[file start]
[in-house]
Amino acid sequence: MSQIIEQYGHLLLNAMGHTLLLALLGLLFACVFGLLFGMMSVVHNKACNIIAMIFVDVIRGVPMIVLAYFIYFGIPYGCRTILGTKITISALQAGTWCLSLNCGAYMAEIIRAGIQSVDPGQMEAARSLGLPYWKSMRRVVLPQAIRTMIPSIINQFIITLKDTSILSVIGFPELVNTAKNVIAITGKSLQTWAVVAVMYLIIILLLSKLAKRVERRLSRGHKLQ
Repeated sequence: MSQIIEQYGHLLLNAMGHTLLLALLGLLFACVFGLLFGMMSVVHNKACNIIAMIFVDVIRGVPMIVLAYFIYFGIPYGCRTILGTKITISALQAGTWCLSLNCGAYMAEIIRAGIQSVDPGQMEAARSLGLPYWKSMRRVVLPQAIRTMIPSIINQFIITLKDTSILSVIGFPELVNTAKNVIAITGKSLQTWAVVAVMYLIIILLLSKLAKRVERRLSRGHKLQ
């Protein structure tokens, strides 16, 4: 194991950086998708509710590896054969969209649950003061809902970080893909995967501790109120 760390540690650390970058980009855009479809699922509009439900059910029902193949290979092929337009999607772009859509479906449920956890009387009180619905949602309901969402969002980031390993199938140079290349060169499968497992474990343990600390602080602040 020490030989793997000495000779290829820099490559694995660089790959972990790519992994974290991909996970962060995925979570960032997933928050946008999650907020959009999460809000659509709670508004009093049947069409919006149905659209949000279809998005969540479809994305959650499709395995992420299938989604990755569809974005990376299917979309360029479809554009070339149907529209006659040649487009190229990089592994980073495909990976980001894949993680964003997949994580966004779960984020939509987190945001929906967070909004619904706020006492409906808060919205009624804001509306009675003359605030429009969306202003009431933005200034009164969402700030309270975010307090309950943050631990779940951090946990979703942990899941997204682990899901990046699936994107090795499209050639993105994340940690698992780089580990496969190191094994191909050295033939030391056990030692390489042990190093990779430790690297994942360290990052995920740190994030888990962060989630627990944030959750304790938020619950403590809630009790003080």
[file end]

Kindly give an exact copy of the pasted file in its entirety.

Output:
[in-house]
Amino acid sequence: MSQIIEQYGHLLLNAMGHTLLLALLGLLFACVFGLLFGMMSVVHNKACNIIAMIFVDVIRGVPMIVLAYFIYFGIPYGCRTILGTKITISALQAGTWCLSLNCGAYMAEIIRAGIQSVDPGQMEAARSLGLPYWKSMRRVVLPQAIRTMIPSIINQFIITLKDTSILSVIGFPELVNTAKNVIAITGKSLQTWAVVAVMYLIIILLLSKLAKRVERRLSRGHKLQ
Repeated sequence: MSQIIEQYGHLLLNAMGHTLLLALLGLLFACVFGLLFGMMSVVHNKACNIIAMIFVDVIRGVPMIVLAYFIYFGIPYGCRTILGTKITISALQAGTWCLSLNCGAYMAEIIRAGIQSVDPGQMEAARSLGLPYWKSMRRVVLPQAIRTMIPSIINQFIITLKDTSILSVIGFPELVNTAKNVIAITGKSLQTWAVVAVMYLIIILLLSKLAKRVERRLSRGHKLQ
């Protein structure tokens, strides 16, 4: 194991950086998708509710590896054969969209649950003061809902970080893909995967501790109120 760390540690650390970058980009855009479809699922509009439900059910029902193949290979092929337009999607772009859509479906449920956890009387009180619905949602309901969402969002980031390993199938140079290349060169499968497992474990343990600390602080602040 020490030989793997000495000779290829820099490559694995660089790959972990790519992994974290991909996970962060995925979570960032997933928050946008999650907020959009999460809000659509709670508004009093049947069409919006149905659209949000279809998005969540479809994305959650499709395995992420299938989604990755569809974005990376299917979309360029479809554009070339149907529209006659040649487009190229990089592994980073495909990976980001894949993680964003997949994580966004779960984020939509987190945001929906967070909004619904706020006492409906808060919205009624804001509306009675003359605030429009969306202003009431933005200034009164969402700030309270975010307090309950943050631990779940951090946990979703942990899941997204682990899901990046699936994107090795499209050639993105994340940690698992780089580990496969190191094994191909050295033939030391056990030692390489042990190093990779430790690297994942360290990052995920740190994030888990962060989630627990944030959750304790938020619950403590809630009790003080």